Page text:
About the artwork
With its tall iron reeds, Spirit of Place will be a cultural landmark and distinctive part of the park experience, encouraging social interaction and quiet reflection in park visitors who can experience the piece from an enclosed rippled iron bench.
The artwork commemorates the park’s natural and social history and recognises the traditional owners of the land on which it sits, the Yalukit Willam clan of the Boon Wurrung.
Bent Metal’s master blacksmith, David Wood, explains: “Its form is drawn from the phragmite australis reeds which are within the park and indigenous to the local area. The artwork frames the landscape, changes colour with the seasons, and plays with light and shade.”
The artistic brief for the Elsternwick Park South public art commission was prepared following community consultation in September/October 2019. Community engagement was through a dedicated Have Your Say webpage, drop-in sessions and flyers, which attracted 70 responses from the community. The commission brief was advertised in December 2019 for expressions of interest, with shortlisted submissions reviewed by the selection panel in April 2020 against set criteria.
More information about the project
Bent Metal is a traditional blacksmith and art practice in South Melbourne, Victoria, Australia. Principal artist, David Wood, has over 29 years’ experience in creating large and small works of traditional wrought iron. Bent Metal’s work is highly sort after by architects and designers and David has been commissioned to produce many works of public art in Melbourne, Australia and overseas, including Five Celebratory gates for the St Kilda Botanic Garden.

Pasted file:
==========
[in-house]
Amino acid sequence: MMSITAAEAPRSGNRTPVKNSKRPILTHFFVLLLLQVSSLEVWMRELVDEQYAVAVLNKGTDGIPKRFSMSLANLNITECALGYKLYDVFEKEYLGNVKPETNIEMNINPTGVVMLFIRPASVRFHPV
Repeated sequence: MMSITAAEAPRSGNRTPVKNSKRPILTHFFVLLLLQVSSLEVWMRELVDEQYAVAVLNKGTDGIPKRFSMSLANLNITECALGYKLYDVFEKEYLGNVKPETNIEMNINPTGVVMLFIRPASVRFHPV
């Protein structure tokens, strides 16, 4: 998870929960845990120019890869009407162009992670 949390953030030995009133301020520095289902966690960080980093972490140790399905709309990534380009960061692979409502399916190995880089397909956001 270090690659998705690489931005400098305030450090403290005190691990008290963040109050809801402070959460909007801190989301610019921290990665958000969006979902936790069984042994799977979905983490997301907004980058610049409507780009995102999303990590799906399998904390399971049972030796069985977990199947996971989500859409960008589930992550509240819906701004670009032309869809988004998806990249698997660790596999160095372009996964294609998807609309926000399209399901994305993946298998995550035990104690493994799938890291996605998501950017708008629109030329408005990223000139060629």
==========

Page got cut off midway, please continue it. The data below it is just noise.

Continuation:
Spirit of Place will be located in the south-east corner of Elsternwick Park South, near the intersection of New and Head Streets, and adjacent to the New Street entrance and bus stop.
The artwork is constructed in steel, galvanised to be resistant to all weather and graffiti, and will not rust. There will be no sharp protruding edges or footholds below 2.2 metres to facilitate climbing, and is designed to not collect water, leaves or debris.
The immersive sculpture is wheelchair accessible.
Public art plays an important role in the character and identity of the Bayside municipality, and promotes our rich natural, cultural and urban heritage.
Spirit of Place is the third public artwork commissioned through the Bayside Arts Strategic Plan 2018-2022, and follows ‘Summertime’ by Anne Ross in Brighton and the highly interactive ‘Bayside Ripple’ by Carla Gottgens at the Dacey Street Playground.
Since 2016, Bayside City Council has invested more than $8 million in Elsternwick Park to protect the environment, improve facilities, and rejuvenate several sportsgrounds. These upgrades acknowledge the diverse use of the park for both formal and informal recreation.
Artist's renders of artwork in place